Finish Chapter 13 held over from last class. This will be a brief discussion. - study questions
Read Chapter 14, through page 355. This is a general introduction to intelligence. Think about sources of intelligence, how they can be collected, how this has changed since the drafting of the constitution, and the impact of the Internet and high tech electronic communications.
No class. Start reading Secrecy News to get an idea of the hot topics. Finish Chapter 14.
Read through p 404. chart - study questions
Finish Chapter 15 - study questions - chapter 15 part I - we will spend some class time on the Scooter Libby case.
Finish discussing Chapter 15 - Iran Contra in the light of the Church Committee principles and recommendations. Talk about the transition from civilian-based (CIA) military actions to military-based special forces and the implications for command and control and accountability. study questions - read these carefully
Chapter 16 - study questions
There was a big controversy last week about the inappropriate use of national security letters. We will discuss these in Chapter 20, but you can read the GAO report here. We will read parts of this for class.
"Legal Support to Military Operations," Joint Publication JP 1-04, March 1, 2007 - "Military lawyers were true combat multipliers in Iraq," said General David H. Petraeus, who is now U.S. commander in Iraq. "I tried to get all the lawyers we could get our hands on -- and then sought more." - not assigned at this point, but you might find it interesting.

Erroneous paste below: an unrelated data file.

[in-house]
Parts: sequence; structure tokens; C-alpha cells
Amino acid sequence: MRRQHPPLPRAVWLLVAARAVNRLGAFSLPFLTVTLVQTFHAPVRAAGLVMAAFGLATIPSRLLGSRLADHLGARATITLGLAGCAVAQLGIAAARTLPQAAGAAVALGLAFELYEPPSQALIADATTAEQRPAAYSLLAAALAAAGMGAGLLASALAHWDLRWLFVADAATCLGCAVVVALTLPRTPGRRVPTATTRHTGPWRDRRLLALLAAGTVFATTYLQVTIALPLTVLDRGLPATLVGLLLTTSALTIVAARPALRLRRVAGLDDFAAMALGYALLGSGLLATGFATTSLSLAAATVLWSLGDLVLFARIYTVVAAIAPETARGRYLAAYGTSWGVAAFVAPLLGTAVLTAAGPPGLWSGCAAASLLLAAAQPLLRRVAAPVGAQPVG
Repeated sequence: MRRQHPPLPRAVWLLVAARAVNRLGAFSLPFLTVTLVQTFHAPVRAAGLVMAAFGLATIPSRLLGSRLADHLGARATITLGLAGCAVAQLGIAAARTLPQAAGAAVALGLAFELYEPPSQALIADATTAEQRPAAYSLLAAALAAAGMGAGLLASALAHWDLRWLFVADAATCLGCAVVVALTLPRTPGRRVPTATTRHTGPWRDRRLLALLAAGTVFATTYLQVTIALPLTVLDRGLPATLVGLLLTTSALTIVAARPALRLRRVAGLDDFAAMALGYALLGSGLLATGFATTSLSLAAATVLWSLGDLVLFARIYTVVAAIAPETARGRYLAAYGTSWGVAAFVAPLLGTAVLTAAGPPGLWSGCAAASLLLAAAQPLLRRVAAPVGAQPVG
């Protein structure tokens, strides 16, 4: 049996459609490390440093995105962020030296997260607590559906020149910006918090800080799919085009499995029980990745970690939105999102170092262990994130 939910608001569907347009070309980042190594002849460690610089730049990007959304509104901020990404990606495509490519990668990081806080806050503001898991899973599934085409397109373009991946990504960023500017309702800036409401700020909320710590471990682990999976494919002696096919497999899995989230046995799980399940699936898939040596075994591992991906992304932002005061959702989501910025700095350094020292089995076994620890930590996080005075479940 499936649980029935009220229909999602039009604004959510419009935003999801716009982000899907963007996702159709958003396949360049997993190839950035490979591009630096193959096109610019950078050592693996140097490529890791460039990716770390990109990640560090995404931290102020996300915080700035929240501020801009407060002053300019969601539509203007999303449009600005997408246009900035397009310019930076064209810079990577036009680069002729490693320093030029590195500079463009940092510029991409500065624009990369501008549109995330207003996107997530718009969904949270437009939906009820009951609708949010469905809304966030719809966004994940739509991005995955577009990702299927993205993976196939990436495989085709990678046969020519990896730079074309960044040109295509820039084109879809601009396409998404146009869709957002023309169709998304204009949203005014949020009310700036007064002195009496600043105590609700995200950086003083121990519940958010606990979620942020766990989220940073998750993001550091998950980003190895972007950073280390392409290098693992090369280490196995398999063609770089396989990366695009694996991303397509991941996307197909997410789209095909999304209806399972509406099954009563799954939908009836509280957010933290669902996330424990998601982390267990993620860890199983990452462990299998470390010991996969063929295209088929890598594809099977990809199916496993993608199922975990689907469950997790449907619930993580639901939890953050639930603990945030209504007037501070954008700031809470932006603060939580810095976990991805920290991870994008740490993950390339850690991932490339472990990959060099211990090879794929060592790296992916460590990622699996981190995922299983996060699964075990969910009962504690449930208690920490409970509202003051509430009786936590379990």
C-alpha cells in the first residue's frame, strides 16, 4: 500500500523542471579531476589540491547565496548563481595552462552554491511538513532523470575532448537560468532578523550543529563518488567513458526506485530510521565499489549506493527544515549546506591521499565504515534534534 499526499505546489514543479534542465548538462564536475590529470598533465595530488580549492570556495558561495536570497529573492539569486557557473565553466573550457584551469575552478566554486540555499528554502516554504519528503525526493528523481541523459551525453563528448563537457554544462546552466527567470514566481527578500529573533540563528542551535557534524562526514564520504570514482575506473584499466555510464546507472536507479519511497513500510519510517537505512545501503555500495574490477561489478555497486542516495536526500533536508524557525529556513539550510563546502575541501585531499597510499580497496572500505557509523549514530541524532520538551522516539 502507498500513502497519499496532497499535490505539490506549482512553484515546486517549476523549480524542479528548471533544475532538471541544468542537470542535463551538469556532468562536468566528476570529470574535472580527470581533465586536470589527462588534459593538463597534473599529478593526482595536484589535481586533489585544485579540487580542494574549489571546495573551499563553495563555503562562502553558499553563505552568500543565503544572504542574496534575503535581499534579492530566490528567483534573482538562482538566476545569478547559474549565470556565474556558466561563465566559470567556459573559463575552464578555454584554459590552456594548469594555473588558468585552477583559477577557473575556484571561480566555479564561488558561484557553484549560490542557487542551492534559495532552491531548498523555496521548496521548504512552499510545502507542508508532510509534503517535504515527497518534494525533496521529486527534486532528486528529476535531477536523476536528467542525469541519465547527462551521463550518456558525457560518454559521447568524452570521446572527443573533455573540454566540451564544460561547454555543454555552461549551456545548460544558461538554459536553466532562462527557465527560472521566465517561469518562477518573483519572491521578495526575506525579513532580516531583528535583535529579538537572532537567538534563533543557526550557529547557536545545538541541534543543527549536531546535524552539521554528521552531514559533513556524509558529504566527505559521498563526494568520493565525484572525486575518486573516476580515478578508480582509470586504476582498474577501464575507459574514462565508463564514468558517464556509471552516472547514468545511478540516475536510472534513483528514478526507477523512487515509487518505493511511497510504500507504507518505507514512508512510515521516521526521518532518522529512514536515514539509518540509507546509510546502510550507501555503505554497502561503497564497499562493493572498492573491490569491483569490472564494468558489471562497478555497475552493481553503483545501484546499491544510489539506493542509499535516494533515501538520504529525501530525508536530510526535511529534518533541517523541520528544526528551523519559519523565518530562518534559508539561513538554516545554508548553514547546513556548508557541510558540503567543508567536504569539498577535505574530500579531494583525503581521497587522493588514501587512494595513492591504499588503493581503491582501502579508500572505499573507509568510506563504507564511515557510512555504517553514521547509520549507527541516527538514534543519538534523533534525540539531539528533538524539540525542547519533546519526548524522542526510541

Chapter 17 and 18. Study questions - Chapter 17 (typos corrected - 8:31 AM, 20 March 2006) (this will take up the class)
Read to 512, which is the first pages of Chapter 19. This gives us a good set of cases with those in Chapter 18. Read them carefully, I want to parse them carefully in class. We are getting into the meat of surveillance law. Study questions - Chapter 18.
Finish Chapter 19. Update on coastal populations - China is at risk. Study questions - Chapter 19.
Really read Chapter 19 - we are going back through everything in detail to make sure you understand what is going on. Test - Chapter 19 in Word
Chapter 20 - Study Questions - word - html
Read the executive summary of GAO report on NSLs. Look for information on effectiveness and proposed reforms.
Chapter 21. Study questions - word - html
Chapter 22 reviews the authority for national security surveillance and provides more detail on the post-Patriot Act coordination of domestic and international investigations. Much of this is repetitive and we will not spend much, if any, time on it. Read through Chapter 23, which looks at the case law on foreign surveillance.
Study questions - word - html
Chapters 23 & 24 (corrected 24 & 25) - Study Questions - word - html (This was a typo, it should have been 24 & 25, since we had already reviewed 23 last class. If you did not notice this, I am sorry if caused confusion. The class discussion on habeas corpus history is not from the book. You are not responsible for this history on the exam. You can read more about habeas here.)
Chapter 25 (if you have not read it already) and Chapter 26 - Study questions - word - html
Chapter 32. The Domestic Role of the Armed Forces (we will skip ahead and finish with this chapter because of it relevance to Katrina and future hurricanes)